Composed of microcell panels, polycarbonate offers various solutions for the use of natural lighting in architectural enclosures. Whether applied to facades, interior spaces or roofs, the benefits of polycarbonate, such as lightness, clean lines, colored panels, and light effects, offer a wide range of design freedom. Microcell panel technology reduces the need for artificial light and favors uniformity in the diffusion of natural light, achieving energy efficient facades and the illusion of spaciousness in interior spaces. Below, we've selected 10 projects that have used polycarbonate as a wrapping material.
Interested in building light and modular facades with a rustic and monolithic appearance?
Composed of cement, cellulose, and mineral materials, fiber cement allows us to clad walls in a light, non-combustible, and rain-resistant way, generating facades with different textures, colors, and tones. Its panels are easily manageable, perforable, and can configure ventilated facades when installed with a certain separation between the rear wall. Check after the break for 9 projects that have cleverly used fiber cement as the primary material in facades.
In recent years, social media (especially Instagram) has become an extremely important tool in the field of architecture. Instagram has become the go-to visual platform for showcasing a wide variety of architectural typologies and styles, city views, and stunning edifices that often go unnoticed. While these buildings may seem ordinary to the everyday passerby, they become objects of art for not only architects but those who stop to take notice of their design.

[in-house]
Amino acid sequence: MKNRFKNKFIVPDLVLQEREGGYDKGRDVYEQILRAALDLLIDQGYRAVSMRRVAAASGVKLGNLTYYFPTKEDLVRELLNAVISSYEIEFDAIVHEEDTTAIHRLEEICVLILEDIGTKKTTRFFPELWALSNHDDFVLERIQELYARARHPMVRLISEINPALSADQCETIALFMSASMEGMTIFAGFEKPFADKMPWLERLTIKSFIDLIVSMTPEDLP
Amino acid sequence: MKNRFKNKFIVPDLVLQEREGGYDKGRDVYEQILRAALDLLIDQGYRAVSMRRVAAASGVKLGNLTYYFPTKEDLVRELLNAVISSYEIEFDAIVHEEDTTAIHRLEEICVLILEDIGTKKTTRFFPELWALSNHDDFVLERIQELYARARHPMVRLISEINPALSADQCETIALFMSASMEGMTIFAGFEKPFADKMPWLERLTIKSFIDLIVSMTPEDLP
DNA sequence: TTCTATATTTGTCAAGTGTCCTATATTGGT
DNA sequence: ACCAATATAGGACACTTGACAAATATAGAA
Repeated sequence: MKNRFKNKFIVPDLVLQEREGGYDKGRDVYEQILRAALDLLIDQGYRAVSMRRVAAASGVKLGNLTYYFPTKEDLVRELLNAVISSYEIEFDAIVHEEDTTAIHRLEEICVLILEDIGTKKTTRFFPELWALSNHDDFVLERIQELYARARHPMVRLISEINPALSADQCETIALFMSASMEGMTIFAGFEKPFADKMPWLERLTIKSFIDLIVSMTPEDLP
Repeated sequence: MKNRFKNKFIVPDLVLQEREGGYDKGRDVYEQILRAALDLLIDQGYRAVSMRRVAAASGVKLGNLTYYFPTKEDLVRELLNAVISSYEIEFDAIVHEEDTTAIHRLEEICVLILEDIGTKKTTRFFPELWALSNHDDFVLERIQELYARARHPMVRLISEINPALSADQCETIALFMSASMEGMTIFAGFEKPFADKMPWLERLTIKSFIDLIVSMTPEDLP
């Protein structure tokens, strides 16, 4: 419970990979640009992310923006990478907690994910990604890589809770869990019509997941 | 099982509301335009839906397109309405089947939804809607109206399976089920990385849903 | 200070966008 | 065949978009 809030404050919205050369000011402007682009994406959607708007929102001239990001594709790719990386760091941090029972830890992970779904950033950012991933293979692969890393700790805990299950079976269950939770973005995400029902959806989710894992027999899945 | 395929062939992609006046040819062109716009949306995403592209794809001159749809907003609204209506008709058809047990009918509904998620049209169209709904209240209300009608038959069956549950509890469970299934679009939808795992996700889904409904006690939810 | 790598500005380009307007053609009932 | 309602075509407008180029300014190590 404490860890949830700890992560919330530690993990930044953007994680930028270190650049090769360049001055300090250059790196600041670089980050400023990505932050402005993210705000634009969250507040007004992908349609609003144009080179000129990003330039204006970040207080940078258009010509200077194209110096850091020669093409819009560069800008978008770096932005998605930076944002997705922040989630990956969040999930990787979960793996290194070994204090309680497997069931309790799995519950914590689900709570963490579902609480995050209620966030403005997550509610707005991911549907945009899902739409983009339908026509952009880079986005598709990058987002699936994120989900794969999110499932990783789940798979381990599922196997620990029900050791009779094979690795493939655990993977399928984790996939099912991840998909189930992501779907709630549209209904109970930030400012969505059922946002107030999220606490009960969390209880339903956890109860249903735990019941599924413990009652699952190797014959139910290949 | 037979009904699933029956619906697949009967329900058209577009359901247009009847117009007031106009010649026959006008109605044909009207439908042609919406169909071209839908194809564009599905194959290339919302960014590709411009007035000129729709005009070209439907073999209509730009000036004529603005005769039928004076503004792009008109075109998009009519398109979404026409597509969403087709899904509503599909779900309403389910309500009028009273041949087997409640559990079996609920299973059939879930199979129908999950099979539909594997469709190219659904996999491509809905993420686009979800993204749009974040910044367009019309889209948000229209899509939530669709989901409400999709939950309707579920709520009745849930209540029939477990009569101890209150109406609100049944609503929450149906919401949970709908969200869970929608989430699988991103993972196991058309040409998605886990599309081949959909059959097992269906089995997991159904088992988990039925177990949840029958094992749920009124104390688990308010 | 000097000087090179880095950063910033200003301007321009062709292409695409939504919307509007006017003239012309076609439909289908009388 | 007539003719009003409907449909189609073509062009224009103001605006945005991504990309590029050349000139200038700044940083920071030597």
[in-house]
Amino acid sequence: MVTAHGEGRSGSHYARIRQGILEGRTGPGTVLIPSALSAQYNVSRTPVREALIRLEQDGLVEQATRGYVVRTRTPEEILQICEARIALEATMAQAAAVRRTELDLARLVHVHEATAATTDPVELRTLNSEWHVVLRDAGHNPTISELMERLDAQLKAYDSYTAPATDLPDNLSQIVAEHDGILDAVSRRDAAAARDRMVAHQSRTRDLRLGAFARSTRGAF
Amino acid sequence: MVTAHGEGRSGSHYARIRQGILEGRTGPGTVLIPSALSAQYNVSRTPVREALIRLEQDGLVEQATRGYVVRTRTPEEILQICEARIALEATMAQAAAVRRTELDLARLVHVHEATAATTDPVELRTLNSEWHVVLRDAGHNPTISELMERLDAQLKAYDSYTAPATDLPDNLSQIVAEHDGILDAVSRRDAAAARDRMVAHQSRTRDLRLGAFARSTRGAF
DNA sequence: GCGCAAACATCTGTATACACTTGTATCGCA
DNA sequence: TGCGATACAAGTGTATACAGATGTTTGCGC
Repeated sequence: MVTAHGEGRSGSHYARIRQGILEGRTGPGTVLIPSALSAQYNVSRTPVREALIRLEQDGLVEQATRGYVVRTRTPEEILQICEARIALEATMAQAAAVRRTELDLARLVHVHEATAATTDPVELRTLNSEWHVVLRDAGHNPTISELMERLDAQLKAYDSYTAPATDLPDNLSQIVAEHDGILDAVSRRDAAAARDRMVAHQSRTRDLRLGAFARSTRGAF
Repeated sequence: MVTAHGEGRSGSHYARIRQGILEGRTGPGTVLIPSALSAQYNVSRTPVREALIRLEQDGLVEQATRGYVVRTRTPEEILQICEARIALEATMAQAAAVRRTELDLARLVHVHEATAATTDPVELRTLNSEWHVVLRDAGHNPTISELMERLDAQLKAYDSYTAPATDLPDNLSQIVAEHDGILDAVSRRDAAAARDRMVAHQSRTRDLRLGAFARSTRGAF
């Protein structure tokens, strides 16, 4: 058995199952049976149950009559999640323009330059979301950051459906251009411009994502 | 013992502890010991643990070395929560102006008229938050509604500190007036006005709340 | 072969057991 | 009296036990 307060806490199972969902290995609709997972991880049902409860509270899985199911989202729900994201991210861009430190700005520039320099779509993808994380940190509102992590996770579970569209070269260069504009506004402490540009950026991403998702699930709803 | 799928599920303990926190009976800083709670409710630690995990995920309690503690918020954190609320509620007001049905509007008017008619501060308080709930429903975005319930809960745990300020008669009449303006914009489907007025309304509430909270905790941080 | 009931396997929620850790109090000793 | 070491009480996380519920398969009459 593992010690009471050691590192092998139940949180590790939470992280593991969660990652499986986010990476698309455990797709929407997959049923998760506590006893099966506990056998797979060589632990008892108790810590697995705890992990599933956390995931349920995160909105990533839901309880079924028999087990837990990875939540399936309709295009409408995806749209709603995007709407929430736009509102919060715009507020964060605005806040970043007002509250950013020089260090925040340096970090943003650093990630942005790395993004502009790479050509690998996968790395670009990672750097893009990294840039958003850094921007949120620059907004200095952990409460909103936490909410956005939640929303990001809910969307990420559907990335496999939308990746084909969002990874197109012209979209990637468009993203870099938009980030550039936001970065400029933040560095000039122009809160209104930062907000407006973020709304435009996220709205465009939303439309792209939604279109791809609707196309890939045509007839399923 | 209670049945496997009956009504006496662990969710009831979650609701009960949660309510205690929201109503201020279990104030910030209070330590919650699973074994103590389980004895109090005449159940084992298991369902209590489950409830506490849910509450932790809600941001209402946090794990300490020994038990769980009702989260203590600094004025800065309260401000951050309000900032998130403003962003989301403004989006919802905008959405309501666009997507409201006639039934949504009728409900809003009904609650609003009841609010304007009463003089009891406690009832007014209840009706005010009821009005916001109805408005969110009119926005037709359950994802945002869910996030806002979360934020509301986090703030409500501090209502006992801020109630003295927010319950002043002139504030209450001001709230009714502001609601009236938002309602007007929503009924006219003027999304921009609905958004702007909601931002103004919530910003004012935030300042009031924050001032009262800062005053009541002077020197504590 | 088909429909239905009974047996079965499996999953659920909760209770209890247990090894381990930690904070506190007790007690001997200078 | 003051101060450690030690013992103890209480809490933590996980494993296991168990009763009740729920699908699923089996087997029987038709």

Below we have selected 13 Instagram accounts dedicated to highlighting facades and walls from around the world, showcasing the diversity of our cities.
Innovative and sustainable products made of natural raw materials, such as the new large size façade panels Texial, are borne of ingenuity and expertise. The fine surface structure gives the appearance of a fabric and is always one-of-a-kind because it is embossed by hand.
Thinking about resting for a few days during the holidays? We have selected a number of LEGO® sets that are sure to relax you and inspire you so that you too can enjoy these amazing, colorful, minimalist blocks by exploring the wonderful world of architecture, engineering, and construction.
With great inspirations from Frank Lloyd Wright, Le Corbusier and Mies van der Rohe in the Architecture Series, and some of the world's most iconic works such as the Eiffel Tower, the White House, the Empire State Building, the Big Ben or the Lincoln Memorial in Monumental Series, we invite you to test your skills and be inspired by the following LEGO® Architecture guide.
Check out below!
a+u 2017:08 – Feature: Glass Façade
The Facades+ conference series sponsored by The Architect's Newspaper is a robust dialogue encompassing all things building skin—bridging the profession, industry, academia, operations, and ownership. We’ve distilled the best of the Facades+ 2-day event into a quick-take morning forum with a strong local flair. Facades+AM is coming to Philadelphia for the first time this September. See the full program below.
Facades+AM Austin includes three sessions covering issues unique to the region, including innovative collaborations between architects and engineers, high performance envelopes, and the changing face of Austin's skyline. These well-rounded, expert dialogues will inform and inspire.
The Facades+ conference series sponsored by The Architect's Newspaper is a robust dialogue encompassing all things building skin—bridging the profession, industry, academia, operations, and ownership. We’ve distilled the best of the Facades+ 2-day event into a quick-take morning forum with a strong local flair. Facades+AM is coming to Austin for the first time this July.